Nutrient performance indicators for the Australian grains industry

This project aims to develop and test a process to measure and report the nutrient use benchmarks partial nutrient balance (PNB) and partial factor productivity (PFP) for N, P, K and S for grain production systems against which growers can assess their nutrient management practices. These metrics will be derived at national, agroecological zone, regional and farm levels using published and surveyed information.


14 Oct 2016

Nutrient efficiency and grain production

Results of a survey of 500 fields over 5 years
Barley trial plots

Nutrient performance indicators from southern Australian grain farms.

Field records of fertiliser use and crop type and yield were collected from 514 fields from 125 growers covering over 35,000 ha over 4 or 5 years in south-eastern Australia. The data came from either consultants or directly from farmers and the cohorts from the Mallee, High Rainfall Zone, the Wimmera and southern New South Wales were considered adequate to interrogate for nutrient performance indicators.

The frequency distribution of PNB and PFP were skewed to the right, with the mean larger than the median, so that comparing mean regional values is not statistically valid. Because of this, data may be best presented as distributions (Figure 1).

The data from the 500 fields reported showed N-PNB was generally higher than 1.0, while P-PNB is generally lower than 1.0. The N-PNB is higher than 1.0 for over half the fields assessed in all regions except the Mallee where 39% were above 1.0. The P-PNB value reported in this study is lower than data from other countries and this is likely a consequence of the P-sorbing soils fixing some of the applied P.

The P-PFP values collected from the farms surveyed are generally around 200 kg grain/kg P. The N-PFP values show wide variations due to rotation and soil N status and the around half the values from the farmers’ fields are less than 50 kg grain/kg N suggesting that those low values may be limited by some biotic or abiotic constraints other than nutrients. It is debatable if the high values indicate that N supply is limiting production but rather that extra N is being drawn from soil reserves, either from new or old organic N sources.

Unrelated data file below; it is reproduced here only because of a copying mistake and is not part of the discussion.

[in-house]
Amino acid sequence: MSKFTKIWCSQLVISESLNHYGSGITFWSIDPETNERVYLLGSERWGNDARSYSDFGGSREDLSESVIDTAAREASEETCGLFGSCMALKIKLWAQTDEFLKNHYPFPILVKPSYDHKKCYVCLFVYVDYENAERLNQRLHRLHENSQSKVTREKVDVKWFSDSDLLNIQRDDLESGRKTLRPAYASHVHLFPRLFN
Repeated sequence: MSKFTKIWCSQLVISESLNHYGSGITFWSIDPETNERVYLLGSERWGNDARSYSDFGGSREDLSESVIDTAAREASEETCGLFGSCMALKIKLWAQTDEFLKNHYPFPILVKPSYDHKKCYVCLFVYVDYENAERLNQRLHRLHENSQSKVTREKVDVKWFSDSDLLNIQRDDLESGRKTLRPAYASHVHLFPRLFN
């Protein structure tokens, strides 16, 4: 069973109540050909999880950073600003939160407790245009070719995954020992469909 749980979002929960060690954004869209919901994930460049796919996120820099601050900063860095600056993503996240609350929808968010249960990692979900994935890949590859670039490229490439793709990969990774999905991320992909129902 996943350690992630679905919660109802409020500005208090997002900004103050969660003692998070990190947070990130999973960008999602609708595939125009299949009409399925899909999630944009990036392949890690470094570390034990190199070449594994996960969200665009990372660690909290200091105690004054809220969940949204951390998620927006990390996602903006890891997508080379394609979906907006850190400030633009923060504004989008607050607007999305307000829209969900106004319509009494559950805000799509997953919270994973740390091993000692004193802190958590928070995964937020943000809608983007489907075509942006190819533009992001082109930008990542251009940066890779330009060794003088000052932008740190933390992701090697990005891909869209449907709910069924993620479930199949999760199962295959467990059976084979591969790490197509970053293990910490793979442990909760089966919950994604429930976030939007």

Despite the limitations of PNB, PFP and NBI, if growers can develop these nutrient performance indicators for their fields or farms, it will allow them to index the performance against others. The PNB will advise whether nutrients are being added or removed from the field, the NBI indicates the magnitude of that change and the PFP indicates the sort of return achieved for the nutrients supplied. These metrics are indicators and are not efficiency measures or environmental loss assessments and so should be the start of the process of investigating opportunities for improving nutrient performance. They need to be aligned with other indicators such as soil nutrient levels or other soil health measurements.

Figure 1. Cumulative distributions of nitrogen and phosphorus nutrient performance indicators for south-eastern Australian cropping systems, a) Partial factor productivity and b) Partial nutrient balance.